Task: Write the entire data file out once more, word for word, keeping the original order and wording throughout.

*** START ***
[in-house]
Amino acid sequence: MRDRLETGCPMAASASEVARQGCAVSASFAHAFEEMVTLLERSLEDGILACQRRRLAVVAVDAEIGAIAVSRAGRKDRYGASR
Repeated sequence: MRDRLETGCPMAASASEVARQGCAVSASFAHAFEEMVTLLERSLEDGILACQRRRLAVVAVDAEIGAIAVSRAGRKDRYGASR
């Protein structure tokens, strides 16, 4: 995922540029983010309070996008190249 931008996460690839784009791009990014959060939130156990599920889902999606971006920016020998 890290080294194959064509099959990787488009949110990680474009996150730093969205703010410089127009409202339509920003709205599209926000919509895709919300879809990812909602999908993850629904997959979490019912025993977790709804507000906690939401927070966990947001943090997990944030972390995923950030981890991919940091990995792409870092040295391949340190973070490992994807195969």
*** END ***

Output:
[in-house]
Amino acid sequence: MRDRLETGCPMAASASEVARQGCAVSASFAHAFEEMVTLLERSLEDGILACQRRRLAVVAVDAEIGAIAVSRAGRKDRYGASR
Repeated sequence: MRDRLETGCPMAASASEVARQGCAVSASFAHAFEEMVTLLERSLEDGILACQRRRLAVVAVDAEIGAIAVSRAGRKDRYGASR
């Protein structure tokens, strides 16, 4: 995922540029983010309070996008190249 931008996460690839784009791009990014959060939130156990599920889902999606971006920016020998 890290080294194959064509099959990787488009949110990680474009996150730093969205703010410089127009409202339509920003709205599209926000919509895709919300879809990812909602999908993850629904997959979490019912025993977790709804507000906690939401927070966990947001943090997990944030972390995923950030981890991919940091990995792409870092040295391949340190973070490992994807195969």